I’ll be honest: cake decorating is really not my thing. Although I love the creativity of putting together something that is equal parts tasty and beautiful, there are some people who are cut out for highly detailed desserts and pastries, and there are some who, well, are just not. I fall into that latter category. But since I’ve somehow made a career slinging recipes and photos of cookies, pies, and breads like I know what I’m doing, I thought that I would fill you in on one of my favorite dessert tricks: royal icing transfers. If you, like me, find most forms of cake decorating a bit daunting, keep reading while I show you how I made this daisy cake and how you can use royal icing to transform any little baked good you want.
What is a Royal Icing Transfer?
We’ve not spent much time discussing royal icing here, mostly because I typically opt for a thickly piped cookie glaze in lieu of royal icing, but there are actually a whole bunch of other jobs that royal icing performs well at. Gingerbread houses, homemade sprinkles, and sugar flowers would be nothing without royal icing, and today I’m going to show you how you can transfer piped icing designs from sheets of wax paper directly to a cake. A royal icing transfer is royal icing that has been applied to a sheet of wax paper, allowed to dry, and then carefully peeled off and transferred to a baked good. Because royal icing dries hard, perfectly piped designs can be picked up and placed onto any baked treat bearing a sticky surface: freshly frosted cakes, still-wet cookies, and swirled cupcakes.
Why Use a Royal Icing Transfer?
Although many people more proficient with a piping bag and tip might be able to decorate cakes, cookies, and confections freehand, some of us (raises hand) don’t have as much confidence in their own artistic designs. Instead, I like to print off shapes and letters onto sheets of printer paper, tracing the ink on top of a sheet of wax paper. This means I basically get to use a stencil and allow the icing to dry prior to transferring it to my cake or cookie. Using a royal icing transfer means I don’t worry about mess ups, shaky hands, or smudges, because I can create as many shapes as I want, only using the ones that turn out the way I wanted.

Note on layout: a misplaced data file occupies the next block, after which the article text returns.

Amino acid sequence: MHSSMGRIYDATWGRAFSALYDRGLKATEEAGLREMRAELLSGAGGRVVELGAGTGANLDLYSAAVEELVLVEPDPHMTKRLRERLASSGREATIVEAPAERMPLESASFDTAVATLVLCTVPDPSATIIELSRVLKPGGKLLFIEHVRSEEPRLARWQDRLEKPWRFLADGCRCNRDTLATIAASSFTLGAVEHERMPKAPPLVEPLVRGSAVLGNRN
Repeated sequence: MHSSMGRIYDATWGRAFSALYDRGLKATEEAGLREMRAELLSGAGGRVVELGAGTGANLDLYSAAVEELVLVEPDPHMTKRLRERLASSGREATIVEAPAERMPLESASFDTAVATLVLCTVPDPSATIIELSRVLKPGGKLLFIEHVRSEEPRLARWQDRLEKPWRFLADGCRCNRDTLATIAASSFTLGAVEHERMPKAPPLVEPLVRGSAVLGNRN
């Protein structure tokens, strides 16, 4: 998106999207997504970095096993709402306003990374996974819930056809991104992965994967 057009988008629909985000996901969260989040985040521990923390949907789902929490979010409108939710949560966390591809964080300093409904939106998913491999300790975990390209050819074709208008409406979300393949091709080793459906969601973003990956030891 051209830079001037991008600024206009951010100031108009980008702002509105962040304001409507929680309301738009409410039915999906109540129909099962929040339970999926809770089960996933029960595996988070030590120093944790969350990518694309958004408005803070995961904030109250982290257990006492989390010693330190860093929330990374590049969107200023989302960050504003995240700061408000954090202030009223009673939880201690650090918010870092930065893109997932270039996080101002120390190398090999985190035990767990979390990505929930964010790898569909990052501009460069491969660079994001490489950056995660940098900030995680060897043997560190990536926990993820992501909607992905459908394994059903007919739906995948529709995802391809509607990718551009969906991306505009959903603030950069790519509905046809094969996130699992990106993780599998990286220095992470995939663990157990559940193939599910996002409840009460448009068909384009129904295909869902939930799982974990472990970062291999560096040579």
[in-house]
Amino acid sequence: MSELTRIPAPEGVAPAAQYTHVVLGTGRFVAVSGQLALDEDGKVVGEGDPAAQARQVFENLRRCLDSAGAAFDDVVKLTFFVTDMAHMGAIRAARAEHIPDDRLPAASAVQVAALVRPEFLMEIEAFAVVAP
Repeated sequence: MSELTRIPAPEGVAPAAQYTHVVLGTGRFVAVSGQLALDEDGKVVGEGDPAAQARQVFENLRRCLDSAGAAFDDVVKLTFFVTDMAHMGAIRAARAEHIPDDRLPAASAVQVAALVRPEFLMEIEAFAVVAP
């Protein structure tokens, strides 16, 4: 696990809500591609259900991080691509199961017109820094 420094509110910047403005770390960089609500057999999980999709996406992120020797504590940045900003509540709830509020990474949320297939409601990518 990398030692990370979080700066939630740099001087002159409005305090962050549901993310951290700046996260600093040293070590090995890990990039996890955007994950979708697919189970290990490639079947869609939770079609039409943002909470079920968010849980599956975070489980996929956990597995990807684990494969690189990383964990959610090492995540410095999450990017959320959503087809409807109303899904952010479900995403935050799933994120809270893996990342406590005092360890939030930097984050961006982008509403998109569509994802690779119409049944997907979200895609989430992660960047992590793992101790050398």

How to Create a Royal Icing Transfer:
Meringue Powder Royal Icing
Royal icing can be prepared in a number of ways, but my preferred method is made with meringue powder. Meringue powder can be found at craft stores or purchased online, and when combined with water and powdered sugar, it makes a glossy icing that can be thickened and piped.
To make royal icing, we simply combine powdered sugar, meringue powder, and water in a large bowl with a hand mixer. Stir until the mixture thickens slightly, leaving traces of the beater behind in the icing. For the purpose of piped designs, I like to test the viscosity of the icing by dragging a knife or spoon through the mixture; the icing will separate and slowly pool back together, all trace of the knife or spoon barely disappearing within 10-12 seconds. For more detailed designs, you may prefer a slightly thicker icing, so feel free to thicken it up by adding a few additional tablespoons of powdered sugar.
Spoon a small bit of the icing into a piping bag fitted with a piping tip and test out your design. Thicken (using powdered sugar) or thin (using just a few teaspoons of water) the icing as desired, and remember that thin icing will spread out and take longer to dry. Once your icing is the right consistency, you can modify its color using food coloring. I always recommend gel food coloring (I buy this kind!), and remember- a little goes a long way! Whisk in any gel coloring you prefer and allow the icing to rest for about 2 minutes to allow any bubbles to come to the surface the bowl. In the meantime, prepare your stencil.
For royal icing transfers, I like to print my designs onto a piece of computer paper and then layer it onto a rimmed sheet pan with a piece of wax paper on top. Online programs like Canva make creating stencils a cinch. Keep in mind that many royal icing designs with two or more colors will need some dry time in between layers- don’t rush the process unless you’re fine with smeared designs.